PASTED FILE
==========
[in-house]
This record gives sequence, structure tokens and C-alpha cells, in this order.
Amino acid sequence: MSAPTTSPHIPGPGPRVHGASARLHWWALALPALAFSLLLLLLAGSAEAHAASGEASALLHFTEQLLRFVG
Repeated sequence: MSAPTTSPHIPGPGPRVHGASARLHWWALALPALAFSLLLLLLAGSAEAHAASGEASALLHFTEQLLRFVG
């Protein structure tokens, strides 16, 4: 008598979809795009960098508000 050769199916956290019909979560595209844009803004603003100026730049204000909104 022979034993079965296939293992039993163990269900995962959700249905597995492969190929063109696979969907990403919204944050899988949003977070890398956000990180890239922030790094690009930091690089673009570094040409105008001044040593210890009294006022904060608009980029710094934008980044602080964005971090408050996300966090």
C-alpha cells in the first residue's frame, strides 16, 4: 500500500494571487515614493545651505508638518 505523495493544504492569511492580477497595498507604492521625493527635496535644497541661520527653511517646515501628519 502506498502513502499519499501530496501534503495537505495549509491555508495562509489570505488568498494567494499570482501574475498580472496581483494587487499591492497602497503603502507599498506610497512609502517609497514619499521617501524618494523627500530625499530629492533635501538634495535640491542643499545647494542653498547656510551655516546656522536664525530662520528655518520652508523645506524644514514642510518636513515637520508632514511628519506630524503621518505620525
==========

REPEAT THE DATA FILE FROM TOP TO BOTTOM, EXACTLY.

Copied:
[in-house]
This record gives sequence, structure tokens and C-alpha cells, in this order.
Amino acid sequence: MSAPTTSPHIPGPGPRVHGASARLHWWALALPALAFSLLLLLLAGSAEAHAASGEASALLHFTEQLLRFVG
Repeated sequence: MSAPTTSPHIPGPGPRVHGASARLHWWALALPALAFSLLLLLLAGSAEAHAASGEASALLHFTEQLLRFVG
């Protein structure tokens, strides 16, 4: 008598979809795009960098508000 050769199916956290019909979560595209844009803004603003100026730049204000909104 022979034993079965296939293992039993163990269900995962959700249905597995492969190929063109696979969907990403919204944050899988949003977070890398956000990180890239922030790094690009930091690089673009570094040409105008001044040593210890009294006022904060608009980029710094934008980044602080964005971090408050996300966090």
C-alpha cells in the first residue's frame, strides 16, 4: 500500500494571487515614493545651505508638518 505523495493544504492569511492580477497595498507604492521625493527635496535644497541661520527653511517646515501628519 502506498502513502499519499501530496501534503495537505495549509491555508495562509489570505488568498494567494499570482501574475498580472496581483494587487499591492497602497503603502507599498506610497512609502517609497514619499521617501524618494523627500530625499530629492533635501538634495535640491542643499545647494542653498547656510551655516546656522536664525530662520528655518520652508523645506524644514514642510518636513515637520508632514511628519506630524503621518505620525